Climate Change is Drying Rivers and Killing Trees

in Tourism & Nature

Water sources in Israel have reached their lowest levels as the worst drought, going on its 6th year, continues. The Israel Nature and Parks Authority is on a mission to keep Israeli flora and fauna alive and well; however, an increase in human water usage and a decrease in rainfall is a destructive combination when it comes to nourishing nature the right way.

From northern to southern Israel, rivers are drying up, trees are in distress and in need of human help; so much so that there are pipes pumping water into the rivers that were once used as an initial water resource. Favorite tourist destinations like the Baniyas rivers and the Sea of Galilee are also wading at an all time low.

Water sources are being strained and drained, and without creating a more natural way for the water to flow, the trees and the life surrounding them will eventually cease to be. Even when the rain does fall, it falls in hard bursts, making it difficult for the ground to soak up all the rain waters most efficiently.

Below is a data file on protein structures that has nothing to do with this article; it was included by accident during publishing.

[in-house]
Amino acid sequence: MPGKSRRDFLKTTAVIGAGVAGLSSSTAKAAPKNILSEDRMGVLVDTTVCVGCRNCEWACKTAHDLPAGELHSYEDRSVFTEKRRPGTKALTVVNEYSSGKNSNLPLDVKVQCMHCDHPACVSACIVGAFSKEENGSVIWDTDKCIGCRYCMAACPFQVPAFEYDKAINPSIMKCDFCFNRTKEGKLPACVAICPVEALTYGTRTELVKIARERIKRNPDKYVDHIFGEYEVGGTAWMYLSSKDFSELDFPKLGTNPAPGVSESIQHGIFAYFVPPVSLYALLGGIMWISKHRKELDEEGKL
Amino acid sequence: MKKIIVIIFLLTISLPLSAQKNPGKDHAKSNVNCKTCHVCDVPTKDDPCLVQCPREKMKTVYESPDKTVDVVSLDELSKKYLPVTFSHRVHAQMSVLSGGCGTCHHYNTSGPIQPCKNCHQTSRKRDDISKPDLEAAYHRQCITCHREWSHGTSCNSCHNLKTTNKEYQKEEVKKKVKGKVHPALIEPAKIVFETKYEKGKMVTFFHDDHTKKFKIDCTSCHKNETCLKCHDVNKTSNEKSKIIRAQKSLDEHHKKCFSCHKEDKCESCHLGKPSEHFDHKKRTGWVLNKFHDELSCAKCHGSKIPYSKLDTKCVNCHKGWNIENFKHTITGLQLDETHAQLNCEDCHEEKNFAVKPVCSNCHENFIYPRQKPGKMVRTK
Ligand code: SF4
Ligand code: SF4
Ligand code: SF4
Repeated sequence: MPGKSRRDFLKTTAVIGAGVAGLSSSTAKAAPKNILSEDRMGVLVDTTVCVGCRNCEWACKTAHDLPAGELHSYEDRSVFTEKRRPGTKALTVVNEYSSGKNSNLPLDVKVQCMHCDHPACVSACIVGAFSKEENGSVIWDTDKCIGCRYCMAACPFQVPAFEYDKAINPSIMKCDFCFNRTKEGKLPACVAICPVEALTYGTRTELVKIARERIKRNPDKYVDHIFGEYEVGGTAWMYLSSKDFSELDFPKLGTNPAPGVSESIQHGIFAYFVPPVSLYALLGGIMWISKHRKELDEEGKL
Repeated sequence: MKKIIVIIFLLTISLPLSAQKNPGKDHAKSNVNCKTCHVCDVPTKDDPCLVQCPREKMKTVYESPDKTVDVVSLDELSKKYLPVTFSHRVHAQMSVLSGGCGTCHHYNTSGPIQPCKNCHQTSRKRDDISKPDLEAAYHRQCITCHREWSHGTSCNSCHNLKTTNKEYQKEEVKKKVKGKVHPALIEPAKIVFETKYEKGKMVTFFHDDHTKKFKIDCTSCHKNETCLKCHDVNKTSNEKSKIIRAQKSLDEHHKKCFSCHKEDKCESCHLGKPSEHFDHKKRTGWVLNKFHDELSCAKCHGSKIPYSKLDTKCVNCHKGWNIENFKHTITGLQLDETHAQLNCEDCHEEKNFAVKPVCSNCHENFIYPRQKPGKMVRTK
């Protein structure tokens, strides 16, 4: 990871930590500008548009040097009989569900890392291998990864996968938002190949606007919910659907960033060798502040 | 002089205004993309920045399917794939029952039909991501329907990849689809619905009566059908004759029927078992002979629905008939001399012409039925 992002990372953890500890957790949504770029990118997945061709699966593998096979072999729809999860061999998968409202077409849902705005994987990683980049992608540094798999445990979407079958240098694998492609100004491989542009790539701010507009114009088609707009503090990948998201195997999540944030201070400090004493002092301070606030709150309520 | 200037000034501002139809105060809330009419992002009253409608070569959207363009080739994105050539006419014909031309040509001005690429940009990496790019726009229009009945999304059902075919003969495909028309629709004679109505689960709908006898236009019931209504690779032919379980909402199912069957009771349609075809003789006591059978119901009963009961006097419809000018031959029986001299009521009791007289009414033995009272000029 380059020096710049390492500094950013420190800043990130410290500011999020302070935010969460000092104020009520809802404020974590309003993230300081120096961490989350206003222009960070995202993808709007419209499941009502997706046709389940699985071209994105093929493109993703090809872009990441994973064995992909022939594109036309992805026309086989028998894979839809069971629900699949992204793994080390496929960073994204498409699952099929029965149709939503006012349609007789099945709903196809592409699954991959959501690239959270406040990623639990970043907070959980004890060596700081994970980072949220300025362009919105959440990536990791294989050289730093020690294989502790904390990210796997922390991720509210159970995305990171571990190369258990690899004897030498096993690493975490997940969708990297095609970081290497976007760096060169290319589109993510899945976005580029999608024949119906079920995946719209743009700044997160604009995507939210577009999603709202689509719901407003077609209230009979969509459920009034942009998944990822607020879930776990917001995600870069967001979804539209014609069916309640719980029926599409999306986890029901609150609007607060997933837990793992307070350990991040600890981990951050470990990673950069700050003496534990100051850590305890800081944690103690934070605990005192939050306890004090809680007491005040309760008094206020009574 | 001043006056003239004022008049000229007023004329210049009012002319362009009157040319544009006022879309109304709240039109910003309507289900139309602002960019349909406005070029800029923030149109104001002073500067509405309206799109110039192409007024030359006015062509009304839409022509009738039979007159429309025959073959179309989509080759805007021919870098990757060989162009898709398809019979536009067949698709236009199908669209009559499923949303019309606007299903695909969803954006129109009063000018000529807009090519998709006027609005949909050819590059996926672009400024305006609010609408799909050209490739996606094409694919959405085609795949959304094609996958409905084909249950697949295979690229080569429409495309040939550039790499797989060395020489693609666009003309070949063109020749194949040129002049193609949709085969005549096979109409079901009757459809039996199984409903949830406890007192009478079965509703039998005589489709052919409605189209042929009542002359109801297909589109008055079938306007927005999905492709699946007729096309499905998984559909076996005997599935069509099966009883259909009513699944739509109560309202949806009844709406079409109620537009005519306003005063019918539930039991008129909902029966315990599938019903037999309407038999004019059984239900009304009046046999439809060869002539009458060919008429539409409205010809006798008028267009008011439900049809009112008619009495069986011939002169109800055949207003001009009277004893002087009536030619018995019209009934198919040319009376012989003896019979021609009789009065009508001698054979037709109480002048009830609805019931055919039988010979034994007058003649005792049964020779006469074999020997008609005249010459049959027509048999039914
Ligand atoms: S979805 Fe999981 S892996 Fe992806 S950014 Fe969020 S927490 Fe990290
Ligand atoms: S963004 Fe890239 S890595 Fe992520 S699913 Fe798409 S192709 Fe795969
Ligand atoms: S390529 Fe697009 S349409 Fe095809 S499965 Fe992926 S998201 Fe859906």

With such an arid climate and one that is increasing at about 0.6 degrees Celsius every decade, the Middle Eastern environment, and its natural water resources must continue to be prioritized. Of any country who can solve a drought crisis, Israel is leading the way in technologies; however, there is no controlling nature and its resources, or lack thereof, at the end of the day.

Based in the startup city of Tel Aviv, Zo Flamenbaum is a writer and social entrepreneur who dedicates her time to mission-driven projects that empower connection between the many diverse layers of our world. In 2014, she founded School of Shine as a value-based educational space for women who are tired of the ‘default life’ and crave personal freedom through self-expression for more purposeful living.

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